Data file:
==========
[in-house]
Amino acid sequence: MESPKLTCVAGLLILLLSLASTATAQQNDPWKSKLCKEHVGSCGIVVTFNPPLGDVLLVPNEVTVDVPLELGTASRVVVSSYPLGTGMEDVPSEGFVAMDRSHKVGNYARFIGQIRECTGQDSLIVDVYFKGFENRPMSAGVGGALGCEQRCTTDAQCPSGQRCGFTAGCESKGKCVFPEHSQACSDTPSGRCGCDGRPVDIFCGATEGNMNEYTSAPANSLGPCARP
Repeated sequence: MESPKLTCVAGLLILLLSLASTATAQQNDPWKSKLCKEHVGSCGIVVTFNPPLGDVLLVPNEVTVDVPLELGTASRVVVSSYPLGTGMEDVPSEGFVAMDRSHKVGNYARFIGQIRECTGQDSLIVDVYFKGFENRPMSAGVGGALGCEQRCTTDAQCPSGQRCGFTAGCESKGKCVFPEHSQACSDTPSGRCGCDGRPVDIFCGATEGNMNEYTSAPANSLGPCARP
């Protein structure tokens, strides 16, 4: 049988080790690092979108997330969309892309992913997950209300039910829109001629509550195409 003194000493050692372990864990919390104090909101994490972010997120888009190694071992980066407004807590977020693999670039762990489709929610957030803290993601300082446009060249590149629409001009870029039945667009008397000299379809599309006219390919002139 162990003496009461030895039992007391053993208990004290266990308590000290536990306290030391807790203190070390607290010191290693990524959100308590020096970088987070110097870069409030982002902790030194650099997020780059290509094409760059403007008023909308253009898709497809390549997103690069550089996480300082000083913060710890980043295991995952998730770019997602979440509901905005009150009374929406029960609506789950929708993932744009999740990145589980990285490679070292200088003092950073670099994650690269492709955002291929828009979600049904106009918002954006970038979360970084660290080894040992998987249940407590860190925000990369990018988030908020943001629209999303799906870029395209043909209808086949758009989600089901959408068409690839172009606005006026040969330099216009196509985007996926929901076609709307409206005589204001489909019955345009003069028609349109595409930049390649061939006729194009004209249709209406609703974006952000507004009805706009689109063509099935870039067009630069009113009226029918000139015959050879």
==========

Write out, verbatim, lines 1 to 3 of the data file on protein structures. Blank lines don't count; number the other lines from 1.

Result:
[in-house]
Amino acid sequence: MESPKLTCVAGLLILLLSLASTATAQQNDPWKSKLCKEHVGSCGIVVTFNPPLGDVLLVPNEVTVDVPLELGTASRVVVSSYPLGTGMEDVPSEGFVAMDRSHKVGNYARFIGQIRECTGQDSLIVDVYFKGFENRPMSAGVGGALGCEQRCTTDAQCPSGQRCGFTAGCESKGKCVFPEHSQACSDTPSGRCGCDGRPVDIFCGATEGNMNEYTSAPANSLGPCARP
Repeated sequence: MESPKLTCVAGLLILLLSLASTATAQQNDPWKSKLCKEHVGSCGIVVTFNPPLGDVLLVPNEVTVDVPLELGTASRVVVSSYPLGTGMEDVPSEGFVAMDRSHKVGNYARFIGQIRECTGQDSLIVDVYFKGFENRPMSAGVGGALGCEQRCTTDAQCPSGQRCGFTAGCESKGKCVFPEHSQACSDTPSGRCGCDGRPVDIFCGATEGNMNEYTSAPANSLGPCARP